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  • Commercial Law Advisors

Salient Features Of Companies (Amendment) Act, 2020

The Companies (Amendment) Bill, 2020 (“the Bill”) was passed by the Lok Sabha on 19th , September and by the Rajya Sabha on 22nd September 2020, as an amendment to the Companies Act, 2013 (“the Act”). The President of India has since assented to the Bill on 28th September, 2020, and as of that date the Companies (Amendment) Act, 2020 (“Amendment Act”) has come into effect. The Amendment Act has been introduced with the goal of promoting ease of doing business in India. With this in mind, the Amendment Act has amended various provisions related to the penalties for violation, definition of listed company and corporate social responsibility activities, among others. The Bill was drafted largely based on the recommendations of the Company Law Committee, a committee comprising of various experts in the field of company law. In this update, the highlights of the Amendment Act will be discussed.

Change in Penalties

Perhaps the most salient feature of the Amendment Act is the overhaul of the penalties for various offences under the Act. In certain instances, the penalty of imprisonment has been replaced with a monetary penalty, and in certain other instances the quantum of the monetary penalty has been reduced. Certain offences have also been done away with altogether.

The offences wherein imprisonment has been replaced with monetary penalty:

  • Maintenance of register and filing of information with respect to significant beneficial ownership (Section 90(11) of the Act)

  • Non-compliance with requirements for buyback of securities under Act and relevant regulations (Section 68(11)

  • Default in compliance with requirements under Act for registration of charges (Section 86(1))

  • Contravention of provisions related to keeping of books of accounts by the company (Section 128(6)

  • Failure of employee of the company to comply with any order made by the Tribunal or the Regional Director or any officer authorised by the Central Government (Section 441(5))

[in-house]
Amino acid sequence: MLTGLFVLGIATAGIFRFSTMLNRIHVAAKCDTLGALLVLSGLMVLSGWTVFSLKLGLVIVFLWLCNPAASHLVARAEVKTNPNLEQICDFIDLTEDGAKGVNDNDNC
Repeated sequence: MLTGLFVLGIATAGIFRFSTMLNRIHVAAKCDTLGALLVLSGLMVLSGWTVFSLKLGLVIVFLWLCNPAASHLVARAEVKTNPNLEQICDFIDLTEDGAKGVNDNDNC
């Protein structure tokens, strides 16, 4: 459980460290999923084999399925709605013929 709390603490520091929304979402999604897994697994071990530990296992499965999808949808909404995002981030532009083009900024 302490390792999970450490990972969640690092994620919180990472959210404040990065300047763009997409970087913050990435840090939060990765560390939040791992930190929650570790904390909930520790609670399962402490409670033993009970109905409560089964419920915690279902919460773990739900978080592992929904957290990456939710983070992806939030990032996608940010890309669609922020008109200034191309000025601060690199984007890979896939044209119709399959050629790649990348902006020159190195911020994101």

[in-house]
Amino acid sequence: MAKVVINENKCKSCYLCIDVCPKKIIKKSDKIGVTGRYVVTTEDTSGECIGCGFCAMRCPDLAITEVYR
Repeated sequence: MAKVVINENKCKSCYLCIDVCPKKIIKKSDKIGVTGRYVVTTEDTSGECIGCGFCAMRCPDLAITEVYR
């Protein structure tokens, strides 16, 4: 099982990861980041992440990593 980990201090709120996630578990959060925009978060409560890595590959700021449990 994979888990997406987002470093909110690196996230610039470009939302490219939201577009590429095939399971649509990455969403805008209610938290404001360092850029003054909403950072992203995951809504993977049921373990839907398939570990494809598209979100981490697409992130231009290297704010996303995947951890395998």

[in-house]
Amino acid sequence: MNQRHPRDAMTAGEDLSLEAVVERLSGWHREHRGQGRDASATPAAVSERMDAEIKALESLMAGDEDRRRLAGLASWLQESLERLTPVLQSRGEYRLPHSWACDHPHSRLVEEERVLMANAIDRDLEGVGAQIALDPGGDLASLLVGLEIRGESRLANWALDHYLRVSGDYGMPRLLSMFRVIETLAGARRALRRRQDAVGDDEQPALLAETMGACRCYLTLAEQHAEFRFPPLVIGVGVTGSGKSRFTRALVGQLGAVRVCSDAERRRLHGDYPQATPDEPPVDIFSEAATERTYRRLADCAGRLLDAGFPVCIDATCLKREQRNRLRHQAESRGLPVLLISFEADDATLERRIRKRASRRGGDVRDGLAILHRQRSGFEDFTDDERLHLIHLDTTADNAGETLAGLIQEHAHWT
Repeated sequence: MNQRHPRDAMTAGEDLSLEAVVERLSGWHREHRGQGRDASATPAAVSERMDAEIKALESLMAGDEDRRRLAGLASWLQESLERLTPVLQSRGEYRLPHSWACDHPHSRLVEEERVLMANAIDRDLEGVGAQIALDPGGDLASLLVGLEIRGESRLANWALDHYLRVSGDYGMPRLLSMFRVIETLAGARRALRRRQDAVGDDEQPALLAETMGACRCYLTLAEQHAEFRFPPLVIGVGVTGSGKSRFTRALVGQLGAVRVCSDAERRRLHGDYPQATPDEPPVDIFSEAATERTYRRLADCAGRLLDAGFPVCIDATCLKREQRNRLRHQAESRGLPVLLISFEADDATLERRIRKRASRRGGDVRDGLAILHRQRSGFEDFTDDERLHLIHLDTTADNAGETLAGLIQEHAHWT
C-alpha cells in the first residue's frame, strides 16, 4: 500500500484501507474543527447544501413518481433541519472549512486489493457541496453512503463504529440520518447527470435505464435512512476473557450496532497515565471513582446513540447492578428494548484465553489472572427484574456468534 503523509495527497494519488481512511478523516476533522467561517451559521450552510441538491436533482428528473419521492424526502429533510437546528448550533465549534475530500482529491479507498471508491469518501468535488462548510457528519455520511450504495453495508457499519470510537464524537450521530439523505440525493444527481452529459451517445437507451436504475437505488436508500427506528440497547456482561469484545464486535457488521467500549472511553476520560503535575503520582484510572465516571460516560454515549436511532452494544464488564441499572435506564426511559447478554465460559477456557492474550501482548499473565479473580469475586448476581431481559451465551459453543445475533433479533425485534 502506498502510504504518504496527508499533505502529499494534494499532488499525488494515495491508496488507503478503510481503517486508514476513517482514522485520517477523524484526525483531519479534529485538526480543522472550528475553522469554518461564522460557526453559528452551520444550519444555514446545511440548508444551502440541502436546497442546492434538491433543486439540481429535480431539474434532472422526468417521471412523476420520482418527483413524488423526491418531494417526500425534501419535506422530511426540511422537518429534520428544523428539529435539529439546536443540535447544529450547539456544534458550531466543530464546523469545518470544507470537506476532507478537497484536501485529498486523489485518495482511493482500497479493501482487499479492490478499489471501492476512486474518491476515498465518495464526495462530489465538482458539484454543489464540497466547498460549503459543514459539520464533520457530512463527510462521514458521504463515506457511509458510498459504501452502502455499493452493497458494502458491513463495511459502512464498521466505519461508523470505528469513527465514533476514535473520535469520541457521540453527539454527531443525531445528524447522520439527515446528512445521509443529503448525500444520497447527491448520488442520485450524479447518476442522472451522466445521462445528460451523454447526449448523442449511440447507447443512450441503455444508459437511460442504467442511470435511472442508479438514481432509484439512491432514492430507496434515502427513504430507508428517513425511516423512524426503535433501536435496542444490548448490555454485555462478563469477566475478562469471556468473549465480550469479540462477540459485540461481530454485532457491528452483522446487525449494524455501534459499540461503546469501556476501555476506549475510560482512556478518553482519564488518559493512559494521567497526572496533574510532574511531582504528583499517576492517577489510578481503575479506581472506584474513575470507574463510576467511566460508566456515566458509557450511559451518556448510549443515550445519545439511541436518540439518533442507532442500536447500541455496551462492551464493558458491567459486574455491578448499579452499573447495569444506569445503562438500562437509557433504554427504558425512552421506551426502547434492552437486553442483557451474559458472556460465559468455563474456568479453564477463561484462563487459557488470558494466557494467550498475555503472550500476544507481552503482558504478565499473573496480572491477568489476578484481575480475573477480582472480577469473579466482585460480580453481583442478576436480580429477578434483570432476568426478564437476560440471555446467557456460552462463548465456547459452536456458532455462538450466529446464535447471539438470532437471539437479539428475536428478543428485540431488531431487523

The offences wherein quantum of the monetary penalty has been reduced:

  • Non-maintenance of register of members and other security holders, or non-compliance with the provisions governing maintenance of such register (Section 88(5))

  • Failure to file Annual Return or failure to observe compliance requirements for the same (Section 92(5), (6))

  • Failure to comply with any of the requirements with respect to unpaid dividend account (Section 124(7))

  • Failure to file resolution or agreement within the specified time-frame (Section 117(2))

The offences that have been done away with altogether:

  • Default in compliance with direction of Central Government to rectify name of company (Section 16(3))

  • Non-cooperation of promoters, directors, officers or employees with company liquidator (Section 282(2))

  • Failure of Company Liquidator to forward copy of Tribunal’s order to Registrar (302(4))

With respect to the offences done away with, it must be noted that it is not the case that these violations of the provisions of the Act are now allowed, rather the Amendment Act proposes an alternate framework to handle such offences, that does not involve a monetary penalty.

Other Salient Features:

Definition of Listed Company

The Amendment Act adds a proviso to the definition of listed company under Section 2(52) of the Act. The proviso allows for the Central Government in consultation with SEBI to exclude certain classes of companies which have listed their securities from the definition of listed company.

Producer Companies

The Amendment Act introduces Chapter XXIA, titled Producer Companies. A producer company is a company which deals in production, harvesting, procurement, grading, pooling, handling, marketing, selling, export of primary produce. Until now, producer companies have been governed by Part IX A of the Companies Act 1956. The new Chapter XXIA is similar to the provisions of Part IX A. Chapter XXIA deals with incorporation, management, general meetings, etc. of producer companies.

Corporate Social Responsibility

The Amendment Act make certain amendments to the section on Corporate Social Responsibility (“CSR”), i.e., section 135 of the Act. The Amendment Act provides that if the company spends an amount on CSR activities greater than what is required of them in accordance with Section 135, the company may set off the excess amount against amounts they are obligated to spend in following years. Additionally, the Amendment Act provides for an exemption from the obligation to create a CSR committee (as laid down in 135(1)), if the company’s CSR obligation does not exceed 50 lakh rupees.

Exemption for companies under Chapter XXII

Chapter XXII of the Act governs companies incorporated outside India. The newly-introduced Section 393 A allows the Central Government to exempt any class of foreign companies from any of the provisions of Chapter XXII by way of a notification.

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